As I escorted him to his desk I became conscious that everyone was looking at me. I did all the usual self-checks of fly, food on face and freaky hair but came up negative on all counts. When someone had tailgated me through a secure door I had challenged them. Rather than leave them outside when they didn’t have their pass with them I offered to walk them to their desk. I found his manager who told me with an expression more serious than a budget facelift: ‘Yes, of course he works here – he’s hardly here for the view’. What had encountered amongst the engineers at this small satellite office was a very different security culture than what I was used to with my head office, ivory tower view of the world. The culture that I had encountered worked on high levels of trust. They all trusted Dave so couldn’t understand why I didn’t (even thought I’d never met him). I less than a block from the head office of this organisation and yet the security culture was completely different. For me, the experience was an eye opener that effort is needed to understand not just if people are following security policy but the extent to which policy is reflected in security culture.Details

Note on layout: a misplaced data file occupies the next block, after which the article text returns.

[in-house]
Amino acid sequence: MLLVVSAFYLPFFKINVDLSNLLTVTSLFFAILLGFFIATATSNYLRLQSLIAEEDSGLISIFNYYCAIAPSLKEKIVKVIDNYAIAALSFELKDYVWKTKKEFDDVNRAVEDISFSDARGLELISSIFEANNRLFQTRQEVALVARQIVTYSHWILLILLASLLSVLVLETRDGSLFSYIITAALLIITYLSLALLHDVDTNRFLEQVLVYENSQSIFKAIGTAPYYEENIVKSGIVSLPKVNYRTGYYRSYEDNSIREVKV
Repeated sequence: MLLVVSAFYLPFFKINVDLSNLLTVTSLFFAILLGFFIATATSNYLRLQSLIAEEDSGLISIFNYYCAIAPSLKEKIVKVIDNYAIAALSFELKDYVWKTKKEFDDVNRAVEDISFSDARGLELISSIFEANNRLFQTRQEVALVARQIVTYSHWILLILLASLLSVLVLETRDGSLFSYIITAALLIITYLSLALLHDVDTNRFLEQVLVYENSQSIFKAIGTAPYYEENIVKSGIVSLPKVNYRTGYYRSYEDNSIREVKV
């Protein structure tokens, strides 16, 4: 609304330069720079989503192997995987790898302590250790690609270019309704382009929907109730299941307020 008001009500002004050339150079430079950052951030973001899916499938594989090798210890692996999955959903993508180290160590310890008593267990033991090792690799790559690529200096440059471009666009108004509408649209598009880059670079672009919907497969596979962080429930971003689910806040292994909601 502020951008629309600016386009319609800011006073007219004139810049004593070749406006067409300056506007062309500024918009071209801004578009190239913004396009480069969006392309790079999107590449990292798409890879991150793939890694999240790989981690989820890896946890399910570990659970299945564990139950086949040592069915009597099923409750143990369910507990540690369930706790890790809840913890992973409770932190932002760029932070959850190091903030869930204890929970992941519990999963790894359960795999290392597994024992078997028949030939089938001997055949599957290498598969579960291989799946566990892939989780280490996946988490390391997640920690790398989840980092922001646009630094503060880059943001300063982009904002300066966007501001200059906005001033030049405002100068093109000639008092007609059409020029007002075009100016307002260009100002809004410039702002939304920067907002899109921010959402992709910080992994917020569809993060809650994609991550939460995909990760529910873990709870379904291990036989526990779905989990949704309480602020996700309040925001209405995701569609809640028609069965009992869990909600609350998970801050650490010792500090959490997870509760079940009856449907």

A common objective of information security awareness is to encourage whistleblowers to use internal mechanisms to report their concerns. External whistleblowing and the airing of concerns in public view risks brand damage and exposure of sensitive information. The Snowden affair has shown how divided we are on the ethics of external whistleblowing. To date, much of the debate has been speculation about Snowden’s character flaws. Sometimes when trying to understand a controversial decision such as Snowden’s it helps to understand the chain of events leading up to the decision since failures in complex systems can rarely be given justice in a single newsbyte. In this case there are a series of failures that occurred prior to the employee of a subcontractor deciding to flee the country and leak sensitive information to foreign journalists:Details